Since he wrote a symphony in Linz that, along with the masses, attracted some attention. So he might have continued to write larger orchestral pieces and tried to arrange performances of them in Vienna.
In that case, he would have been a respected provincial composer. His music would have been performed occasionally, but we would have no reason to take notice of him today. The wonderful motets he wrote even before taking his position in Linz would be sitting unnoticed in an archive somewhere.
How much other music by equally good provincial composers languishes unheard?
It was moving to Vienna and taking an active part in musical life there that gave him an international reputation. Vienna was one of the major musical centers of the 18th and 19th centuries. London and Paris were others.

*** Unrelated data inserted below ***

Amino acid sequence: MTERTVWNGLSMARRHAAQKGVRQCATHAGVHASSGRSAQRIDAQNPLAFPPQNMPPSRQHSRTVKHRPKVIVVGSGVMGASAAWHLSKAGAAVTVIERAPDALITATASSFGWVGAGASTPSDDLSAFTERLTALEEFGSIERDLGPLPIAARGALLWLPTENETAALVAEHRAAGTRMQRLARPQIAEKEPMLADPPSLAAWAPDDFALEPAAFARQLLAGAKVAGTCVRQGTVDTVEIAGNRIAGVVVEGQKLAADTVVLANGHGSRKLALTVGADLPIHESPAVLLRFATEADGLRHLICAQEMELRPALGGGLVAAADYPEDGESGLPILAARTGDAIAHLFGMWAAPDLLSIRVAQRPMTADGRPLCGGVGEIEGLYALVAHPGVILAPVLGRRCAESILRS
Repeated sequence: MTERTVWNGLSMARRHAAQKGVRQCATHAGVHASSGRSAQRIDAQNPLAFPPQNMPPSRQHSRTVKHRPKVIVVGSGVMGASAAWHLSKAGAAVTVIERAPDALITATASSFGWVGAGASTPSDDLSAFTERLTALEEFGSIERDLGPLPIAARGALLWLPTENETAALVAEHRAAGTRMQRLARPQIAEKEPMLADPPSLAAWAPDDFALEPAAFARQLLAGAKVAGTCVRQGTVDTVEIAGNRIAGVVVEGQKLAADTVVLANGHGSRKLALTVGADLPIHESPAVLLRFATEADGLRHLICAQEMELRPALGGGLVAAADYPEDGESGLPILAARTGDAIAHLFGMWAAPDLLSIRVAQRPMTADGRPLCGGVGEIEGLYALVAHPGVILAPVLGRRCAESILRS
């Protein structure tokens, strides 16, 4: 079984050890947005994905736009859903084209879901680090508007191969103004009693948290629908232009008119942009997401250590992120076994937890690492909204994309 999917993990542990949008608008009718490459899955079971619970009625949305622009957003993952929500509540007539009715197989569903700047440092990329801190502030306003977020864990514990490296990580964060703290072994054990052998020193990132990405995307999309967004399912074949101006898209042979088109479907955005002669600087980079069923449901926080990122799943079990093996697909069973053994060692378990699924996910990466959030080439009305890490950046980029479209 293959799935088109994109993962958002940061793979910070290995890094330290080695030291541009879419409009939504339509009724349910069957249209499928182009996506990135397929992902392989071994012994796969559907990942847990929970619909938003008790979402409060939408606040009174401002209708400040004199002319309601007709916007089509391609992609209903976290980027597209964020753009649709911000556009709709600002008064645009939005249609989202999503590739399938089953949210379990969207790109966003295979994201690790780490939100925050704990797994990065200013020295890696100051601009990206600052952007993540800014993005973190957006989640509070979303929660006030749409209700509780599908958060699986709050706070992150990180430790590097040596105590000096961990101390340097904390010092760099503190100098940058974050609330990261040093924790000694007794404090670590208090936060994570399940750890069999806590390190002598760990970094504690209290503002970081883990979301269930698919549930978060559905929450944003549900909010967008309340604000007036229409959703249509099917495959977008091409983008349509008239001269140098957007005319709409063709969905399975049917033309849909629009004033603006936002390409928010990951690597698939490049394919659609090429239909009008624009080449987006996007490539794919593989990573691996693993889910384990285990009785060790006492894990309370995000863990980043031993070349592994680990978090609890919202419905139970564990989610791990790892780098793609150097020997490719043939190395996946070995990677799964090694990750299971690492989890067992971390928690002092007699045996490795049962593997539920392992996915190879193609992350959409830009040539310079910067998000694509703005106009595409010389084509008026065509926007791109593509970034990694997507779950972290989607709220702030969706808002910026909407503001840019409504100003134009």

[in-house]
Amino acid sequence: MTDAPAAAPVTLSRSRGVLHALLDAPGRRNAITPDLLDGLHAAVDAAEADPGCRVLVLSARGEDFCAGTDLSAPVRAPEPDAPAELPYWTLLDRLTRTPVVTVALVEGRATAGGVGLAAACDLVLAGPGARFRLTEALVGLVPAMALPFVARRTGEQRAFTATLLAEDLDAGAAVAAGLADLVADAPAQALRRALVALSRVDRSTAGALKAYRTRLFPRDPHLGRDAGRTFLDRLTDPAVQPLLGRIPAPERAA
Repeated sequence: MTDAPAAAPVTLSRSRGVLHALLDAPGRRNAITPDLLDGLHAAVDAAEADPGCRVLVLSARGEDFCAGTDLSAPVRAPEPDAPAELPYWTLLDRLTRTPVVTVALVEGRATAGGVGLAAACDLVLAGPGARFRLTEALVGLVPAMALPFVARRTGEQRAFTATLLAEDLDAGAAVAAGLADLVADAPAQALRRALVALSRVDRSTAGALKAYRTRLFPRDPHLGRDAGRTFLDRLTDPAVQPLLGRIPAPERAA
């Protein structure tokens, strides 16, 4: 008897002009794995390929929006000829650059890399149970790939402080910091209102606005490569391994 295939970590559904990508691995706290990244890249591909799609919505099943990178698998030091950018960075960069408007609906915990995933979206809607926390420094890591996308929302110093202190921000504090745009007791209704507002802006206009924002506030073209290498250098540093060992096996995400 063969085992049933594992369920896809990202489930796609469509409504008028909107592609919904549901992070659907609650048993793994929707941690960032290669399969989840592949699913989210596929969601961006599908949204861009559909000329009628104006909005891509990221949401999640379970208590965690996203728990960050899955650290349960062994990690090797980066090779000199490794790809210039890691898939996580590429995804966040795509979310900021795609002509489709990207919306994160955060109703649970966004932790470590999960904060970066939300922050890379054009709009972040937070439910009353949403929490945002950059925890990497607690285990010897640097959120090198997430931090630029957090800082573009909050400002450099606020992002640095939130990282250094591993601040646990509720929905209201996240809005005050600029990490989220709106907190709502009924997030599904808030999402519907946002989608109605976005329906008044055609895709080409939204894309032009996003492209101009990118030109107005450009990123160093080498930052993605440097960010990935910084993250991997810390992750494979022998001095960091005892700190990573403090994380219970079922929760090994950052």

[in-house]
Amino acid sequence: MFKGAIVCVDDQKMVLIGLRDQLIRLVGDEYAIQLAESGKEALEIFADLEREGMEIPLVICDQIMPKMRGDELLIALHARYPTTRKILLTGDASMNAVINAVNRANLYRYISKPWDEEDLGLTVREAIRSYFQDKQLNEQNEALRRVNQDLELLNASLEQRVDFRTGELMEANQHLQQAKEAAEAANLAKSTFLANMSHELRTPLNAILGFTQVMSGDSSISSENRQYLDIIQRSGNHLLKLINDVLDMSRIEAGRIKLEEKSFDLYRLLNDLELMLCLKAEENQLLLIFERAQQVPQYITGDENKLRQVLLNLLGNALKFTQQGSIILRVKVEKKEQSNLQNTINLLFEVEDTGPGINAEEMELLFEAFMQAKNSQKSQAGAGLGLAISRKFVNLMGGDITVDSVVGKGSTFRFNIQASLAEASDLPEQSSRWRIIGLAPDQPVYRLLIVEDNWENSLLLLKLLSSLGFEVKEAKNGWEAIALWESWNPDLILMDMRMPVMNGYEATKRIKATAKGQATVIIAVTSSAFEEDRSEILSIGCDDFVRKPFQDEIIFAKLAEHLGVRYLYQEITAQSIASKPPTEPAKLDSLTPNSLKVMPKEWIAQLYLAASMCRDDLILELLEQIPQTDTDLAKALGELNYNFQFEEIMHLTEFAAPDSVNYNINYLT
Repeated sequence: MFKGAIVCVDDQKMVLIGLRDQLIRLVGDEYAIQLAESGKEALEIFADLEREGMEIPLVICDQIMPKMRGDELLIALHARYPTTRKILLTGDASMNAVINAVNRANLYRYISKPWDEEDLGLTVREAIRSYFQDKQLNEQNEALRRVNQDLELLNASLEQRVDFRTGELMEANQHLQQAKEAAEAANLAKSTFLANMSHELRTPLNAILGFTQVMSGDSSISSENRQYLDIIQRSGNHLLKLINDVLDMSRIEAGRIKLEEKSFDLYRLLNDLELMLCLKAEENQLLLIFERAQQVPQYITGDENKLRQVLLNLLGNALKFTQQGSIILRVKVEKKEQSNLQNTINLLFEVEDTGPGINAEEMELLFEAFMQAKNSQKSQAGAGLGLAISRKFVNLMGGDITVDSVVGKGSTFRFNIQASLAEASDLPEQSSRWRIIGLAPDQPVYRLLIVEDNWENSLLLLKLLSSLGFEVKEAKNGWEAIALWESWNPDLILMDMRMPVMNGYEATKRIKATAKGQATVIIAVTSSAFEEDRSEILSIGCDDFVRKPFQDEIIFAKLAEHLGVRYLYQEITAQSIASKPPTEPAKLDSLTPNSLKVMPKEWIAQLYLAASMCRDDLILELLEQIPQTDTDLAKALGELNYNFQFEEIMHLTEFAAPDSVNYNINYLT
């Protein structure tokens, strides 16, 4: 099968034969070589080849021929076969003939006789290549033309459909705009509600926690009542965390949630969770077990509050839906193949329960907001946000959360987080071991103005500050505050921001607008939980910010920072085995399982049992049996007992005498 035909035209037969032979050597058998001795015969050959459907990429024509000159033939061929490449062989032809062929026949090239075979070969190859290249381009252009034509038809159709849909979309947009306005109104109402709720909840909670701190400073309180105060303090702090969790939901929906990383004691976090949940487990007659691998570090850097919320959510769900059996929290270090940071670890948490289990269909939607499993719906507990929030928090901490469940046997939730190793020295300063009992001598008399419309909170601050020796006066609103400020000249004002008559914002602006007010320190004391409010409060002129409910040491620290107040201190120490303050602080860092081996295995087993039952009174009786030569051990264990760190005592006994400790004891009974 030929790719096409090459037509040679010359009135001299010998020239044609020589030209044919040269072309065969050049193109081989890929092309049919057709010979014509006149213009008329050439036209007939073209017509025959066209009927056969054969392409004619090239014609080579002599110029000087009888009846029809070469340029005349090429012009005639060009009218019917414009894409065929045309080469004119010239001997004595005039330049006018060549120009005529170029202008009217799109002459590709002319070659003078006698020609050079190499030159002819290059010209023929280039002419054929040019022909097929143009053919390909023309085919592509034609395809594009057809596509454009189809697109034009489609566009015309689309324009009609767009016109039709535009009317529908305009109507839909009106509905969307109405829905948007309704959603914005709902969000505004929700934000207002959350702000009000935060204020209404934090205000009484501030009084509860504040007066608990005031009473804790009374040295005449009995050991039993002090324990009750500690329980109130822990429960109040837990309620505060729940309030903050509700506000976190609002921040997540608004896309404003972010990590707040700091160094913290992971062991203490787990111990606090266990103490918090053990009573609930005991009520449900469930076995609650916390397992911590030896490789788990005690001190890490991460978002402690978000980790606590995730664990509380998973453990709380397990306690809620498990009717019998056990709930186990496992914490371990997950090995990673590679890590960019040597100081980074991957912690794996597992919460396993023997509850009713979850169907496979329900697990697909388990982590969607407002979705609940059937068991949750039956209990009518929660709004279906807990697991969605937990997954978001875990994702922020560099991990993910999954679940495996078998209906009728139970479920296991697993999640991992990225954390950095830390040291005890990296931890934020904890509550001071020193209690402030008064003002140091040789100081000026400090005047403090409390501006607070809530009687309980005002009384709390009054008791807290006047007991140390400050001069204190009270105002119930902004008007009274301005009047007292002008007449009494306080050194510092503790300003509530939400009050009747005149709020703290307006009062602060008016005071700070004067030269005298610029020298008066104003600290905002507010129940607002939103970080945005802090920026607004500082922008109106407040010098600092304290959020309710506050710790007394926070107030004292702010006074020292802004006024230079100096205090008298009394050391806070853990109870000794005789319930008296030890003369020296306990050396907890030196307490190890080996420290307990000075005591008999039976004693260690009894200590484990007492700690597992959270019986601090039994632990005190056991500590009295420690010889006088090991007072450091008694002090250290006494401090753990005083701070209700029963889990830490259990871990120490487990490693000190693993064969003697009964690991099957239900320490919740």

No one among whom we regard as major composers of classical music developed an international reputation without becoming successful in one of these centers. Everywhere else was peripheral, out of sight, out of mind.
With that in mind, let’s look at a few other very accomplished composers whose music I have recently heard on the radio, but are little known today.
Johann Wilhelm Wilms (1772-1847)
It was hearing a symphony by Wilms and trying to find out something about him that inspired this post.
German by birth, Wilms moved to Amsterdam as a young man and basically lived as a freelance musician. He played flute in three different orchestras. He presented piano concerts. He gave music lessons. He served as a church organist.